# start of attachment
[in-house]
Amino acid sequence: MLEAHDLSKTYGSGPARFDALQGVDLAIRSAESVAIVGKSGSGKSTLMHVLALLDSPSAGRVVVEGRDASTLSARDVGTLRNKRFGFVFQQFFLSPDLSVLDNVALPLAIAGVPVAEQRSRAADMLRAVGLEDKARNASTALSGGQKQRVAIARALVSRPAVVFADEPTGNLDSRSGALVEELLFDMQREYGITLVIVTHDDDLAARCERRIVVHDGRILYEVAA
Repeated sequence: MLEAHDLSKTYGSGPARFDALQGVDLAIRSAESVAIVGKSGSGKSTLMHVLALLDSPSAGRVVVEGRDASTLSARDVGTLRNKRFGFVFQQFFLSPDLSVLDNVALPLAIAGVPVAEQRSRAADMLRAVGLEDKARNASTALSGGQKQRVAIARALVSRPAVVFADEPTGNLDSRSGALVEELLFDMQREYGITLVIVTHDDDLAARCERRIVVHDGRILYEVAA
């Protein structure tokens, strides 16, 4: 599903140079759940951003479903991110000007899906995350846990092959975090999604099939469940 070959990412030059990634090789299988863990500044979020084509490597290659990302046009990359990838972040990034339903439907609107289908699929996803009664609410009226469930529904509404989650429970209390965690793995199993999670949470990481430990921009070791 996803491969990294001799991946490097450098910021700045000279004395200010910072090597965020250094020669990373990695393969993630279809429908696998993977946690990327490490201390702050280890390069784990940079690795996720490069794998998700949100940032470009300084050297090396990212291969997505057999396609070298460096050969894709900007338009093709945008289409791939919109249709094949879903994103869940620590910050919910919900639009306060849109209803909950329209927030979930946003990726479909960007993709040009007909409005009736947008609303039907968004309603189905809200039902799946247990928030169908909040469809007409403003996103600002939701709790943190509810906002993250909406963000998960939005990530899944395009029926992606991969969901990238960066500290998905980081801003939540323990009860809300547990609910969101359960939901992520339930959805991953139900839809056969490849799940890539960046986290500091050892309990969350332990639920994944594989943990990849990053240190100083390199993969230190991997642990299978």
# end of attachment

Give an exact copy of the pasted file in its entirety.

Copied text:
[in-house]
Amino acid sequence: MLEAHDLSKTYGSGPARFDALQGVDLAIRSAESVAIVGKSGSGKSTLMHVLALLDSPSAGRVVVEGRDASTLSARDVGTLRNKRFGFVFQQFFLSPDLSVLDNVALPLAIAGVPVAEQRSRAADMLRAVGLEDKARNASTALSGGQKQRVAIARALVSRPAVVFADEPTGNLDSRSGALVEELLFDMQREYGITLVIVTHDDDLAARCERRIVVHDGRILYEVAA
Repeated sequence: MLEAHDLSKTYGSGPARFDALQGVDLAIRSAESVAIVGKSGSGKSTLMHVLALLDSPSAGRVVVEGRDASTLSARDVGTLRNKRFGFVFQQFFLSPDLSVLDNVALPLAIAGVPVAEQRSRAADMLRAVGLEDKARNASTALSGGQKQRVAIARALVSRPAVVFADEPTGNLDSRSGALVEELLFDMQREYGITLVIVTHDDDLAARCERRIVVHDGRILYEVAA
């Protein structure tokens, strides 16, 4: 599903140079759940951003479903991110000007899906995350846990092959975090999604099939469940 070959990412030059990634090789299988863990500044979020084509490597290659990302046009990359990838972040990034339903439907609107289908699929996803009664609410009226469930529904509404989650429970209390965690793995199993999670949470990481430990921009070791 996803491969990294001799991946490097450098910021700045000279004395200010910072090597965020250094020669990373990695393969993630279809429908696998993977946690990327490490201390702050280890390069784990940079690795996720490069794998998700949100940032470009300084050297090396990212291969997505057999396609070298460096050969894709900007338009093709945008289409791939919109249709094949879903994103869940620590910050919910919900639009306060849109209803909950329209927030979930946003990726479909960007993709040009007909409005009736947008609303039907968004309603189905809200039902799946247990928030169908909040469809007409403003996103600002939701709790943190509810906002993250909406963000998960939005990530899944395009029926992606991969969901990238960066500290998905980081801003939540323990009860809300547990609910969101359960939901992520339930959805991953139900839809056969490849799940890539960046986290500091050892309990969350332990639920994944594989943990990849990053240190100083390199993969230190991997642990299978």